Memphis attorney questions if company is doing enough



FedEx Super Hub in action
Memphis Commercial Appeal

Tennessee needs to demand more of FedEx and its safety practices following the death of another worker at the FedEx Express World Hub in Memphis, a local attorney who has represented families of deceased hub workers said Thursday.

Attorney Jeffrey Rosenblum said he has not been contacted by the family of Duntate Young, who died in a hub accident Wednesday. But of the cases he’s been involved with, he said there’s been a “predictable misuse” of facility equipment that manufacturers should have safeguarded against.

“Third-party contractors selling to FedEx have a duty to build machines in a safe way, but FedEx has an independent duty of that,” said Rosenblum, who has represented three families of people who died while working at the hub. “I’m not sure if FedEx is going above and beyond to do that.”

Young, 23, was pronounced dead Wednesday after being transported from the hub to Regional One Medical Center, city police and fire officials said. A spokeswoman said FedEx is still waiting for confirmation from authorities on the cause of death.

“To me, it’s a shame, and we as a community, we as a state, need to demand more of one of our largest employers,” Rosenblum said, adding that FedEx’s pursuit of speed in its hub operations could be a reason for equipment misuse.

FedEx said in a statement Thursday that employee safety is its top priority and “even one accident is too many.”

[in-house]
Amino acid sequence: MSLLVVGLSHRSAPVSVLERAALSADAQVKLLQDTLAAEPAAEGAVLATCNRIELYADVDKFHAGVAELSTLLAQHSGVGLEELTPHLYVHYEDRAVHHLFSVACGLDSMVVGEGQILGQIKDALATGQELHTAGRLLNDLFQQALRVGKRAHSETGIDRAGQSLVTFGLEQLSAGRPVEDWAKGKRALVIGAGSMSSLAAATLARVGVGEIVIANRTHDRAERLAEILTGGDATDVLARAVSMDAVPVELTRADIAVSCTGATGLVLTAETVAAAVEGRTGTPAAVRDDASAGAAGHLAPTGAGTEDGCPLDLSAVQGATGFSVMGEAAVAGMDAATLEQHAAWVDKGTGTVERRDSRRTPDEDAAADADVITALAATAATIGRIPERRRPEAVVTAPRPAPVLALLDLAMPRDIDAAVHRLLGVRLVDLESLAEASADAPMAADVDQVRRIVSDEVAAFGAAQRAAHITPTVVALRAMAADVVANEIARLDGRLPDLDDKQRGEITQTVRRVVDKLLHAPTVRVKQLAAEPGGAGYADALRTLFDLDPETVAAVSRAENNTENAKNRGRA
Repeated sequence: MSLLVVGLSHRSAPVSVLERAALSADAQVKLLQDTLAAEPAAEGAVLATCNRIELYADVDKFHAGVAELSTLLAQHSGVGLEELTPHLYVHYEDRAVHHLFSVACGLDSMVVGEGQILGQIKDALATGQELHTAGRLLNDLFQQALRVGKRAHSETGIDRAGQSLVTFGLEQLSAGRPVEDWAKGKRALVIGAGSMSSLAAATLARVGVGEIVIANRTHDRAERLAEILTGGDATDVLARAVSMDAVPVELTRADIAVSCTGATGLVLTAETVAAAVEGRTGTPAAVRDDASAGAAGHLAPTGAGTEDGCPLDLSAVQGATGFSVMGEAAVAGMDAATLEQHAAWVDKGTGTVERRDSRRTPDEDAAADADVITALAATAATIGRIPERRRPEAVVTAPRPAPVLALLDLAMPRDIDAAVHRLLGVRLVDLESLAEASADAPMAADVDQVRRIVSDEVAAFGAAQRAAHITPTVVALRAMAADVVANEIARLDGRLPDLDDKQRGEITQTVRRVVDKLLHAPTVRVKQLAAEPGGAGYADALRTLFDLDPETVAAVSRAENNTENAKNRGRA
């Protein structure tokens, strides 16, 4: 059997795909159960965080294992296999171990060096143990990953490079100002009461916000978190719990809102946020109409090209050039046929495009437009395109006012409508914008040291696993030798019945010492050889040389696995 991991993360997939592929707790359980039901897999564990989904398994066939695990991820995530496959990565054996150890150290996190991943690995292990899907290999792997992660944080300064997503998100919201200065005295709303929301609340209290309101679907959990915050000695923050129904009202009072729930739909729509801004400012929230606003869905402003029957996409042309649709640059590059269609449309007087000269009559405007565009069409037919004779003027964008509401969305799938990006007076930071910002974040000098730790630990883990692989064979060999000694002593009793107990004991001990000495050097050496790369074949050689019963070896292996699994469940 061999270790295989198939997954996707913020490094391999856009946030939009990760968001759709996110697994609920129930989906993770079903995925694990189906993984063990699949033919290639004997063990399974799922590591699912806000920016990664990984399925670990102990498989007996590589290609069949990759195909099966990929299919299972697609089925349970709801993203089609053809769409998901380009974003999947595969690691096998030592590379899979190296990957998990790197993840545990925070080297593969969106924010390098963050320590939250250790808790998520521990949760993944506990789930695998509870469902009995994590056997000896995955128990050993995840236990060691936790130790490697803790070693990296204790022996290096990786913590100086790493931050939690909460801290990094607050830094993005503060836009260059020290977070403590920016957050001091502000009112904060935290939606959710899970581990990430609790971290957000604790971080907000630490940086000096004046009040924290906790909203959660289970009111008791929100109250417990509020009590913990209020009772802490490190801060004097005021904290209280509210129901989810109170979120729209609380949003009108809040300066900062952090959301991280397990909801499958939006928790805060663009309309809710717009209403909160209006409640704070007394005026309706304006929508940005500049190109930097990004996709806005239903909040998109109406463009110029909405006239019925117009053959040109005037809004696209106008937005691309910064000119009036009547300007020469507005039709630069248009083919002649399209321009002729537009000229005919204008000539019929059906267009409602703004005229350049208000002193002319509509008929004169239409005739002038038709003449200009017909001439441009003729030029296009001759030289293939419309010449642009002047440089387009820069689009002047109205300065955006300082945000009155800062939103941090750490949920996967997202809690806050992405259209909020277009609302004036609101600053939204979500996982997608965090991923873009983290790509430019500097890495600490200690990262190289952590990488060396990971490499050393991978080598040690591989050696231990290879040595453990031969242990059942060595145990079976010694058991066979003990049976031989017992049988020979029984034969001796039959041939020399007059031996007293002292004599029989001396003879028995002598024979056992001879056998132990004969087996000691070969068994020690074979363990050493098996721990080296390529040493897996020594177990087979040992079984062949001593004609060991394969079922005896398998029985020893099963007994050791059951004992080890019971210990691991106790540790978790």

“We invest heavily in training and technologies designed to protect our team members and the public,” FedEx said. “Our safety initiatives emphasize educating new hires, developing facility safety action plans and delivering safety education for team members and vendors at all levels. We remain committed to continual improvement using new educational programs and procedures.”


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The FedEx Express World Hub employs more than 11,000 people, handles hundreds of thousands of items per hour and is ramping up for the holiday delivery rush by hiring seasonal workers. Memphis International Airport, where the hub is based, is North America’s busiest cargo airport due to FedEx’s presence.

Fourth death at hub since July ’14

Young’s death is the fourth workplace fatality at the Memphis hub since July 2014.

Material handler Chandler Warren, 19, was crushed under a cargo loader platform at the hub on July 2, 2014, according to an investigation by the Tennessee Occupational Safety and Health Administration. Warren had been working for FedEx for about four months.

“The victim reached under the rear platform while it was being lowered to the ground level and was crushed between the rear platform and the loader’s supporting structure,” TOSHA said. “The empty weight of the loader is approximately 63,000 lbs.”

Rosenblum said the loader had no safety stop and Warren was in the operator’s blind spot.

On Nov. 22, 2015, employee Christopher Higginbotham, 39, apparently fell off the cargo tug he was operating and was run over by one of the attached dollies, according to a TOSHA inspection. Each dolly can carry around 2,300 pounds.